This customer pulls a red gooseneck trailer with this, so we wanted to tie the two together. The red graphics on the bed did the job. The black and red graphics on the front also eliminate the plain white truck look.
After we did his white truck he bought a silver Transit van. He was concerned about how we could maintain the same look, but it wasn’t a problem. That blue diagonal panel takes your eye away from the truck color. I had an image and some logos to deal with, but I kept them away from the primary message.
I started with this company’s logo and tweaked it a little to make it more legible. He’s used this leaf on his truck for years, so that had to stay. I beefed up the lettering on Primrose, which was fairly light before. Landscaping was also up tight against Primrose before, so I opened that up a little. He liked another dump truck that I had done that used graphics on the bed. So I used the red and gray bold stripe with bars of shading through it and used the leaf on it again in black.
Here I had to make a black truck look like it was a white one. All his other trucks are white, but he got a good deal on this black truck. He doesn’t like black, though, and thought he should wrap the cab. But he keeps his trucks awhile, and if a wrap starts to look a little faded, it’s a job to replace it. This way if the decal on the hood or door starts looking bad, he can bring it by and I can replace it. Now you really have to look at it to figure out what color the truck was.
A silver truck can look just as plain as a white one. This customer got a good deal on the silver dually, and also on a red gooseneck trailer. My job was to make them look like they went together. I pushed the lettering off the cab and on to the bed, then ran some red graphics on the back of the truck then some silver graphics on the front of the red trailer.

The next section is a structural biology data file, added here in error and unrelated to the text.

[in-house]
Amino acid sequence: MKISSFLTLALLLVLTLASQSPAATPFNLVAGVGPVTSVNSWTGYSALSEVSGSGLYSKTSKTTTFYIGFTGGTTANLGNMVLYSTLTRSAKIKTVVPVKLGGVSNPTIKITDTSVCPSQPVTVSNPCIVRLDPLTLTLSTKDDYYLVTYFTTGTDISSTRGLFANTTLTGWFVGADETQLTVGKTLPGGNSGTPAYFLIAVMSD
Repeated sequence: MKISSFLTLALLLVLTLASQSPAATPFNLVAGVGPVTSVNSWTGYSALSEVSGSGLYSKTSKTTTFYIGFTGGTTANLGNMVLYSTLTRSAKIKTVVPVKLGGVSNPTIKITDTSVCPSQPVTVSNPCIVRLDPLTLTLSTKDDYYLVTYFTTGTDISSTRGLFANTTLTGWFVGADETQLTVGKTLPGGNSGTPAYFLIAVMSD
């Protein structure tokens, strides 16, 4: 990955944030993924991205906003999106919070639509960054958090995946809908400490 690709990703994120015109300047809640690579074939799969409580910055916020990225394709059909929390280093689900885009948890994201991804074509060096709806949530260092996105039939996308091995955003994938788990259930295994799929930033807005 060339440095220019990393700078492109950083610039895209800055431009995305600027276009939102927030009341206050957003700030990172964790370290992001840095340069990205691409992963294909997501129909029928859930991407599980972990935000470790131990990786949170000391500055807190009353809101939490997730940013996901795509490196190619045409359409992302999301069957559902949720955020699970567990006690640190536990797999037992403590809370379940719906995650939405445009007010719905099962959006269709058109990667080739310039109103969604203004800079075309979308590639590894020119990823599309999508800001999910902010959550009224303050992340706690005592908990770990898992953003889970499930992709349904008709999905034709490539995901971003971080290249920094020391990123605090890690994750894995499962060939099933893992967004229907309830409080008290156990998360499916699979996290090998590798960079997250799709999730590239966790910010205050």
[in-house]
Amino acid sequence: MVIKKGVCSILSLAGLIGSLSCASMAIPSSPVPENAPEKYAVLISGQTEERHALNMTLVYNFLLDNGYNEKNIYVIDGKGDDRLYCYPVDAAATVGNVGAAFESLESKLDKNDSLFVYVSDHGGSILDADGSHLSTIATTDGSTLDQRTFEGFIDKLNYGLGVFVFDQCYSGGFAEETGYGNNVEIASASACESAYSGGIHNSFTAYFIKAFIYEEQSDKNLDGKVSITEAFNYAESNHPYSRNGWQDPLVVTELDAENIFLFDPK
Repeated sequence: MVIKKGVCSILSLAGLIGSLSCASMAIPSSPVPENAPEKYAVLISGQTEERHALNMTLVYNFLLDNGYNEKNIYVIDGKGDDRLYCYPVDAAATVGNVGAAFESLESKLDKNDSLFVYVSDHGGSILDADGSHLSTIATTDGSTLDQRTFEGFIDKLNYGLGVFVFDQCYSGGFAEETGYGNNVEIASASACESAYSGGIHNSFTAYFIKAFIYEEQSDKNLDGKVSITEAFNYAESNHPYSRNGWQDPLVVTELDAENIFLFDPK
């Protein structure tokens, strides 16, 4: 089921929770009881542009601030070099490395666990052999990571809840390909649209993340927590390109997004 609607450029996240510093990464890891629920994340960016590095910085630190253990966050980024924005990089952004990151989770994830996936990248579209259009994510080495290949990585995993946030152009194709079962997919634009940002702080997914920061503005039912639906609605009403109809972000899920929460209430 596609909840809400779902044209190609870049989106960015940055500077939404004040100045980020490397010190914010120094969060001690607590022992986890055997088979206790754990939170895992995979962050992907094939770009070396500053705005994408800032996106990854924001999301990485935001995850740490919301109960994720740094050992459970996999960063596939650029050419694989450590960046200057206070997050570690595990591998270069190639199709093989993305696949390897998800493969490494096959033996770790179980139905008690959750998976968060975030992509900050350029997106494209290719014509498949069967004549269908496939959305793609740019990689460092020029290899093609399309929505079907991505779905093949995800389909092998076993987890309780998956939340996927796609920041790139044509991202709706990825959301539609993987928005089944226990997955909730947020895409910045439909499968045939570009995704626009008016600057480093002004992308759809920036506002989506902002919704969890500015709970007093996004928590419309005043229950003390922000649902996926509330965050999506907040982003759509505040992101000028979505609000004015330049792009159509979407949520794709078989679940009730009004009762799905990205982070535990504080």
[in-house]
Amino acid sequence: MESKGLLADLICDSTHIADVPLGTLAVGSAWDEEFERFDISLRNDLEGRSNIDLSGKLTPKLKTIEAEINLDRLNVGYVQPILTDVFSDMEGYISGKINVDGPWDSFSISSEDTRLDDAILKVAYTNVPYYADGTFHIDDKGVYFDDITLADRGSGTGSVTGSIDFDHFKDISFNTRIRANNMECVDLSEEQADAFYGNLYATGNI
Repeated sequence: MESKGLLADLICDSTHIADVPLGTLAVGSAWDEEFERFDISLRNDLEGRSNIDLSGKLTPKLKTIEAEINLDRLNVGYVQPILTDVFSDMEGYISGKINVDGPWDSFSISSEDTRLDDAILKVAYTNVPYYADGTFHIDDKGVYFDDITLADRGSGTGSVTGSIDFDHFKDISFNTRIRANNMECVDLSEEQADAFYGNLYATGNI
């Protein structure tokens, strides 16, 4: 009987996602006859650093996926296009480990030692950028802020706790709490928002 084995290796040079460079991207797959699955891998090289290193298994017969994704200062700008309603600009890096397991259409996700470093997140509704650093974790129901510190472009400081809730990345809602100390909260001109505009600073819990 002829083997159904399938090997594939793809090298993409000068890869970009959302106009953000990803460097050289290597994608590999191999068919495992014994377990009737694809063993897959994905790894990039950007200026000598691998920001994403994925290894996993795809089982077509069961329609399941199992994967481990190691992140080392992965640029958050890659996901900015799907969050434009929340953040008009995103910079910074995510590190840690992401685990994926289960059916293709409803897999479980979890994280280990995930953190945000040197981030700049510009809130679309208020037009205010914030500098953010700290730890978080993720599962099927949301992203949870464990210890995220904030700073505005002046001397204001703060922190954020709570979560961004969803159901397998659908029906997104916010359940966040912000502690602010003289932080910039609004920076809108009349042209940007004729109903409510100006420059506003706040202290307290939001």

Overcoming white truck syndrome

By Braun Bleamer

Posted on Monday, April 30th, 2018

If a small business owner needs a new truck and wants to make a good deal on one, it’s probably going to be white. Once it’s bought, it’s time to get it lettered. But everyone has a white truck, and the customer doesn’t want the same thing everyone has. He or she doesn’t want to look like just his competitors going down the road, except for a different business name on the door.

That’s where effective lettering and graphics come in. As a designer, you can trick the viewer so that they don’t even notice that white truck under the graphics. Instead, they notice the message—the logo and the name of the company, and what they do. The secret, if there is one, is designing high impact graphics.

If a customer has cookie-cutter lettering on the doors or has a zero-impact logo, most viewers will not even notice—even if he has a fleet of 10 or 15 trucks. But if a smaller company has high impact vehicle graphics on their fleet of one, two or three trucks, people notice. My dad is a general contractor and has one van and one pickup, yet people tell him that they see his trucks “all over town.” The only explanation is that the graphics make his two-truck “fleet” more noticeable.


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Braun Bleamer

Braun Bleamer’s shop, Jet Signs Inc., is in Palmerton, Pennsylvania.